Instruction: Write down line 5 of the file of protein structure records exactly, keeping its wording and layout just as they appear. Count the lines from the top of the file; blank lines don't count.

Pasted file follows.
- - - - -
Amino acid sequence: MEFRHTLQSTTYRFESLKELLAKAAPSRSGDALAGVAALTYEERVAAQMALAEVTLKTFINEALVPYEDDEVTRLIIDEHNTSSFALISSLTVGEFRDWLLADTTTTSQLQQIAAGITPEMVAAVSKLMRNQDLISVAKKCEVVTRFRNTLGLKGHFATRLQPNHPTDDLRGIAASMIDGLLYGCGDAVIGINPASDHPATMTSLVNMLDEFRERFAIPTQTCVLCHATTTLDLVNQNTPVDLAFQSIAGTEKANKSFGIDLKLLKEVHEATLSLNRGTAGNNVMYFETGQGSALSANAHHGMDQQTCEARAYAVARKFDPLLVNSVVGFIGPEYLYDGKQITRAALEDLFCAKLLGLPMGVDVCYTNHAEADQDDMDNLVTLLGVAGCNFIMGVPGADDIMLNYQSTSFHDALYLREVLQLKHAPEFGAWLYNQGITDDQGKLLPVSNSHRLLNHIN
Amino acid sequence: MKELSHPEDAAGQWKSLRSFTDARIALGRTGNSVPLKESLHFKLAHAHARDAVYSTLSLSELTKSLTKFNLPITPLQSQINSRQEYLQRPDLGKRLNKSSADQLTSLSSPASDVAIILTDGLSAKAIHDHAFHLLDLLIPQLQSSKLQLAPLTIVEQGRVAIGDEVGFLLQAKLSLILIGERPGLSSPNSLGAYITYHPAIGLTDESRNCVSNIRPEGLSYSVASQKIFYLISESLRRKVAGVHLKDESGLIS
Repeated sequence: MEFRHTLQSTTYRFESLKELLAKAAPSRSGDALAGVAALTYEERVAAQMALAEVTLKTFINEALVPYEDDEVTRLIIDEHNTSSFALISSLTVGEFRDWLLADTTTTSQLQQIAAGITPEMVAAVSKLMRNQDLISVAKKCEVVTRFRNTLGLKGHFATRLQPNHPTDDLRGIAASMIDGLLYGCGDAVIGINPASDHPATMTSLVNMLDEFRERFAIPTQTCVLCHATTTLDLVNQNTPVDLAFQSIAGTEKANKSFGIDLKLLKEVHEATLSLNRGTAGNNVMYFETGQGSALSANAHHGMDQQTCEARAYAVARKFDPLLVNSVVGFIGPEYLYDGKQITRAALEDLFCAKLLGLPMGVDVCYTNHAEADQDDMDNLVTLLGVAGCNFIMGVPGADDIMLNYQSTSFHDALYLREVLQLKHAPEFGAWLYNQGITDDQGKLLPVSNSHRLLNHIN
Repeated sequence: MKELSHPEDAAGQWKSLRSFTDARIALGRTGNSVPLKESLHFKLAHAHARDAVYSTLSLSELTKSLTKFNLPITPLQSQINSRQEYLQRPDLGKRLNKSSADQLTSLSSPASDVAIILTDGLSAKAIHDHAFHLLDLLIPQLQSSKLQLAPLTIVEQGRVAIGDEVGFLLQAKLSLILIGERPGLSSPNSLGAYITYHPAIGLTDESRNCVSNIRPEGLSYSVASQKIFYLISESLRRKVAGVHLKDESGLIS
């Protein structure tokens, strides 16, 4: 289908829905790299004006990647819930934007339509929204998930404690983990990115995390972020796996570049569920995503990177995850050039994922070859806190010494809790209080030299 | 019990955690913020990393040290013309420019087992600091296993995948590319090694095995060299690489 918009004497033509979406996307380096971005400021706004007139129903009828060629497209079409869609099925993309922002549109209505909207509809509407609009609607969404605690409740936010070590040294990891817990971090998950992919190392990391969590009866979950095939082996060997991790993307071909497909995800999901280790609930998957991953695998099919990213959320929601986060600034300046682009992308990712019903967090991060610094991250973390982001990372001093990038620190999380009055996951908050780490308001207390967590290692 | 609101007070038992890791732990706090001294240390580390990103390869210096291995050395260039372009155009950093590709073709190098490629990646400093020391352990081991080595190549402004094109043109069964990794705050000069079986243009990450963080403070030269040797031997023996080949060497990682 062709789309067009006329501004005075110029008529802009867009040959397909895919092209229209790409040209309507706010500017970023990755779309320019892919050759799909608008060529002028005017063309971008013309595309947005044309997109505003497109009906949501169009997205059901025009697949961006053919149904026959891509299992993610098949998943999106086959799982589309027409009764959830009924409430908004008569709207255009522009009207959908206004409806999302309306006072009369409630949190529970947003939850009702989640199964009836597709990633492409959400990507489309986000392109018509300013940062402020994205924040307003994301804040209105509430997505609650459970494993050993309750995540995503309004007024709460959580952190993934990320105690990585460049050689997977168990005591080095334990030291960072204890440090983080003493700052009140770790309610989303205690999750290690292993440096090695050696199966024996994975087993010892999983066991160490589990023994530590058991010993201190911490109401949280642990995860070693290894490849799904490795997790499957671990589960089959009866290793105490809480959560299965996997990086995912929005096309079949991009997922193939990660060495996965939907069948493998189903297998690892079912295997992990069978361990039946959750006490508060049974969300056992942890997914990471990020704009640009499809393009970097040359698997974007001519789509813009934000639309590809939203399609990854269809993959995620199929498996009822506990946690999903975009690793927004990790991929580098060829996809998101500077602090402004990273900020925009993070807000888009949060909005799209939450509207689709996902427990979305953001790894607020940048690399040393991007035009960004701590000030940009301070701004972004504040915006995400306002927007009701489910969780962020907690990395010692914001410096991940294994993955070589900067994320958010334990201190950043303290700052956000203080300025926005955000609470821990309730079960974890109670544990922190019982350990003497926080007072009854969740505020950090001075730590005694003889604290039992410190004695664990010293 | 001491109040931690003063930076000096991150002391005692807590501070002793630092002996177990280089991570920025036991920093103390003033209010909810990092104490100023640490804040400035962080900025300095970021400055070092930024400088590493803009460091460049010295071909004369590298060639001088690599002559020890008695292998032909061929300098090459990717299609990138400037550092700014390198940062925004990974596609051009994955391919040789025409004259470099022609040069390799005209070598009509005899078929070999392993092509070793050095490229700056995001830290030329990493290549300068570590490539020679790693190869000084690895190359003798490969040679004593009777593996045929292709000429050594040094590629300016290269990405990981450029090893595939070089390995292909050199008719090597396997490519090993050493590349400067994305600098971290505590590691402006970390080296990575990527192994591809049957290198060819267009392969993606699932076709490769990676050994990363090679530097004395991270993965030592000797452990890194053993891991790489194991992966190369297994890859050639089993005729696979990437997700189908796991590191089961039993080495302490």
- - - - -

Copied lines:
């Protein structure tokens, strides 16, 4: 289908829905790299004006990647819930934007339509929204998930404690983990990115995390972020796996570049569920995503990177995850050039994922070859806190010494809790209080030299 | 019990955690913020990393040290013309420019087992600091296993995948590319090694095995060299690489 918009004497033509979406996307380096971005400021706004007139129903009828060629497209079409869609099925993309922002549109209505909207509809509407609009609607969404605690409740936010070590040294990891817990971090998950992919190392990391969590009866979950095939082996060997991790993307071909497909995800999901280790609930998957991953695998099919990213959320929601986060600034300046682009992308990712019903967090991060610094991250973390982001990372001093990038620190999380009055996951908050780490308001207390967590290692 | 609101007070038992890791732990706090001294240390580390990103390869210096291995050395260039372009155009950093590709073709190098490629990646400093020391352990081991080595190549402004094109043109069964990794705050000069079986243009990450963080403070030269040797031997023996080949060497990682 062709789309067009006329501004005075110029008529802009867009040959397909895919092209229209790409040209309507706010500017970023990755779309320019892919050759799909608008060529002028005017063309971008013309595309947005044309997109505003497109009906949501169009997205059901025009697949961006053919149904026959891509299992993610098949998943999106086959799982589309027409009764959830009924409430908004008569709207255009522009009207959908206004409806999302309306006072009369409630949190529970947003939850009702989640199964009836597709990633492409959400990507489309986000392109018509300013940062402020994205924040307003994301804040209105509430997505609650459970494993050993309750995540995503309004007024709460959580952190993934990320105690990585460049050689997977168990005591080095334990030291960072204890440090983080003493700052009140770790309610989303205690999750290690292993440096090695050696199966024996994975087993010892999983066991160490589990023994530590058991010993201190911490109401949280642990995860070693290894490849799904490795997790499957671990589960089959009866290793105490809480959560299965996997990086995912929005096309079949991009997922193939990660060495996965939907069948493998189903297998690892079912295997992990069978361990039946959750006490508060049974969300056992942890997914990471990020704009640009499809393009970097040359698997974007001519789509813009934000639309590809939203399609990854269809993959995620199929498996009822506990946690999903975009690793927004990790991929580098060829996809998101500077602090402004990273900020925009993070807000888009949060909005799209939450509207689709996902427990979305953001790894607020940048690399040393991007035009960004701590000030940009301070701004972004504040915006995400306002927007009701489910969780962020907690990395010692914001410096991940294994993955070589900067994320958010334990201190950043303290700052956000203080300025926005955000609470821990309730079960974890109670544990922190019982350990003497926080007072009854969740505020950090001075730590005694003889604290039992410190004695664990010293 | 001491109040931690003063930076000096991150002391005692807590501070002793630092002996177990280089991570920025036991920093103390003033209010909810990092104490100023640490804040400035962080900025300095970021400055070092930024400088590493803009460091460049010295071909004369590298060639001088690599002559020890008695292998032909061929300098090459990717299609990138400037550092700014390198940062925004990974596609051009994955391919040789025409004259470099022609040069390799005209070598009509005899078929070999392993092509070793050095490229700056995001830290030329990493290549300068570590490539020679790693190869000084690895190359003798490969040679004593009777593996045929292709000429050594040094590629300016290269990405990981450029090893595939070089390995292909050199008719090597396997490519090993050493590349400067994305600098971290505590590691402006970390080296990575990527192994591809049957290198060819267009392969993606699932076709490769990676050994990363090679530097004395991270993965030592000797452990890194053993891991790489194991992966190369297994890859050639089993005729696979990437997700189908796991590191089961039993080495302490």